Sepsis: The "Backwater Disease" That Kills Millions
Mayo Clinic, Oronoco, United States
Daniel Hankins practiced emergency medicine for 40 years and was a medical director for multiple air and ground transport services for 35 years, the last 23 years of which were at the Mayo Clinic in Rochester, Minnesota. He is a past President of the Association of Air Medical Services.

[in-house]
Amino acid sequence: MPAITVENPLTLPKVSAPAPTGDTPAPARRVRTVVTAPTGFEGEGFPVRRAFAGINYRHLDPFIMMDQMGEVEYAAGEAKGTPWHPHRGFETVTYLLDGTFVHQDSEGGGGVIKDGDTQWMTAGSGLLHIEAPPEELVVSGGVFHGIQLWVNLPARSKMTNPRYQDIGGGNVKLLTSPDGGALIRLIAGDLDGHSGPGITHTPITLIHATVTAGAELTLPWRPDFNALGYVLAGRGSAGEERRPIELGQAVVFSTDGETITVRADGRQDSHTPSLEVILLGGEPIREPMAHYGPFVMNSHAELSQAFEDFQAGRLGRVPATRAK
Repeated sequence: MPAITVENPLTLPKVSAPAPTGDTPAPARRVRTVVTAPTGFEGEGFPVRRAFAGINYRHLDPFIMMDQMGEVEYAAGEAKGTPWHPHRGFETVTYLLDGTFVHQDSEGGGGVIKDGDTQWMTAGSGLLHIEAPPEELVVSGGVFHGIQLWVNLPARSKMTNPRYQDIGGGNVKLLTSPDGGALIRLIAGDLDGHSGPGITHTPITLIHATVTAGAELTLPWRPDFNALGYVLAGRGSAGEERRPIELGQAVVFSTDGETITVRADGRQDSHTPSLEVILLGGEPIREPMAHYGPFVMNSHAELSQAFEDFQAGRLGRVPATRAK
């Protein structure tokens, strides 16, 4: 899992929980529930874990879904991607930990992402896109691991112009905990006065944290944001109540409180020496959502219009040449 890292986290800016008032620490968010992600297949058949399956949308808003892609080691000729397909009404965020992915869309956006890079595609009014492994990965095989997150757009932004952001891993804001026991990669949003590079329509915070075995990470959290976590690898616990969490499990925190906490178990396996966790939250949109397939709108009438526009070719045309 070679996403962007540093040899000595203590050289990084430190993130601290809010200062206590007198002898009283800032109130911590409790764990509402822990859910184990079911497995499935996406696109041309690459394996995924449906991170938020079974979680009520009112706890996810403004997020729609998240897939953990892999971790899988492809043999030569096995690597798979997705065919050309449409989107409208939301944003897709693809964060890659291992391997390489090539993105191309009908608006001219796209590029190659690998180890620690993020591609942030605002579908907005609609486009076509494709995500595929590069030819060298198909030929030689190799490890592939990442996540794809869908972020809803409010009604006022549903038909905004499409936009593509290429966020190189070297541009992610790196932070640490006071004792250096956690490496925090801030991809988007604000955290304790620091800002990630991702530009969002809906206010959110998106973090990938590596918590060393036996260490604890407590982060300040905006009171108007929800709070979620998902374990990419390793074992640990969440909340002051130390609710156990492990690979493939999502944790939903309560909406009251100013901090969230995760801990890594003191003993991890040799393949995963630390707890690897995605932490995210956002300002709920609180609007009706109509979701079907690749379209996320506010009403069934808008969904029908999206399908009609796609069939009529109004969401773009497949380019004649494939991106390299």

Sepsis, along with its most extreme presentation, septic shock, is a common killer that most Australians are unaware of, killing 6400 Australians per year. The World Health Organization has made the early recognition and treatment of sepsis a global priority. In spite of emphasis on aggressive management around the world, the WHO estimates that 30 million cases with 6 million deaths per year occur worldwide. With aging populations happening in all countries, the incidence of sepsis continues to grow and mortality is increasing. In the U.S.A., 33% of hospital deaths are related to sepsis. Patients with sepsis are often left with significant long term physical, psychological, and cognitive disabilities, resulting in being a burden to themselves, the family and the health care system. Implementation of early recognition and early appropriate aggressive care protocols/guidelines by transport personnel can result in markedly better patient outcomes at the hospital. This discussion will look at the scope of the sepsis problem, along with methods of recognizing sepsis early and the best interventions for resuscitation to promote successful treatment and delivery of a clinically improved patient to the receiving facility.